Complexity and Context: Staff Support Systems in Mental Health after Critical Incidents and Traumatic Events

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dc.contributor.advisor Munford, R en
dc.contributor.advisor O'Brien, MA en
dc.contributor.author Adamson, Carole en
dc.date.accessioned 2012-01-03T21:53:14Z en
dc.date.issued 2006 en
dc.identifier.citation Complexity and Context: Staff Support Systems in Mental Health after Critical Incidents and Traumatic Events. Sub type: PhD Thesis. Massey University Wellington, 2006 en
dc.identifier.uri http://hdl.handle.net/2292/10318 en
dc.description.abstract This thesis presents an ecological exploration of the experiences of mental health workers faced with critical incidents and traumatic events in the course of their work. A qualitative study, it takes the experiences of twenty workers from a range of disciplines and environments, and examines their preparation for exposure to extreme stress, their passage through the incidents that they chose to relate, and the organisational response to the events. The central research question explores the knowledge bases currently utilised within trauma and critical incident response, and the degree to which these provide adequate explanatory, practice and evaluation models for responses to workplace incidents. It is examined through the narratives of the mental health workers, who self-define and explore the nature of their preparation for, and experience of, critical incidents and traumatic events in their workplace. The question is contextualised through a review of the knowledge bases of trauma and extreme stress, and of the mental health environment in which the workers practice. A case study of the workplace support known as debriefing illustrates the tensions between current knowledge bases in the area. Informed by this, the key issues of what did or did not work for the participants are explored. The thesis argues that the paradigm shift signalled by the latest developments within conceptualisations of trauma is not yet complete, and that the ensuing tensions have created debate and confusion in the creation of adequate responses to workplace incidents. The findings of the research raise issues of complexity in the design and implementation of appropriate support systems, and lend a perspective to the critique of debriefing that has been missing from existing debates. Key principles for the development of safe and sound support systems, and their evaluation, are developed. en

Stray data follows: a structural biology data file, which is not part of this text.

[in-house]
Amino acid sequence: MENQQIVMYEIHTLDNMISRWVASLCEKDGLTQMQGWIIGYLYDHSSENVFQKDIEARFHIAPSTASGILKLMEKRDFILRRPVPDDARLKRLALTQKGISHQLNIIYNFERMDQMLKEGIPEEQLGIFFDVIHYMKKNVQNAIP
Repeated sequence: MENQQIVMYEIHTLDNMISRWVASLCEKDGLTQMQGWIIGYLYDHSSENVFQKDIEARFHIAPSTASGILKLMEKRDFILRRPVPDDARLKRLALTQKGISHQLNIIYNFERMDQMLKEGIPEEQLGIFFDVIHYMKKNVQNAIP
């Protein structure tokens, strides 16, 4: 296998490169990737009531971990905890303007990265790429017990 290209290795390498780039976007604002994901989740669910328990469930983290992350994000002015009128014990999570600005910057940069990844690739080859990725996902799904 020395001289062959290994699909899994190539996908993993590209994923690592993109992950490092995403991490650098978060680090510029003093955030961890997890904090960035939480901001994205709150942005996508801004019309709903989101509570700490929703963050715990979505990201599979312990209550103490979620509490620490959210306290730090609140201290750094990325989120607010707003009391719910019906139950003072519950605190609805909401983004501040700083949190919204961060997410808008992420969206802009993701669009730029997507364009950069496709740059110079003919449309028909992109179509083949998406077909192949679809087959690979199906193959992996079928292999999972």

dc.publisher Massey University en
dc.relation.ispartof PhD Thesis - University of Auckland en
dc.rights Items in ResearchSpace are protected by copyright, with all rights reserved, unless otherwise indicated. Previously published items are made available in accordance with the copyright policy of the publisher. en
dc.rights.uri https://researchspace.auckland.ac.nz/docs/uoa-docs/rights.htm en
dc.title Complexity and Context: Staff Support Systems in Mental Health after Critical Incidents and Traumatic Events en
dc.type Thesis en
thesis.degree.grantor Massey University Wellington en
thesis.degree.level Doctoral en
thesis.degree.name PhD en
dc.rights.holder Copyright: the author en
pubs.author-url http://mro.massey.ac.nz/bitstream/handle/10179/1573/02_whole.pdf?sequence=1 en
dc.rights.accessrights http://purl.org/eprint/accessRights/RestrictedAccess en
pubs.elements-id 87410 en
pubs.org-id Education and Social Work en
pubs.org-id Counselling,HumanServ &Soc.Wrk en
pubs.record-created-at-source-date 2010-09-01 en


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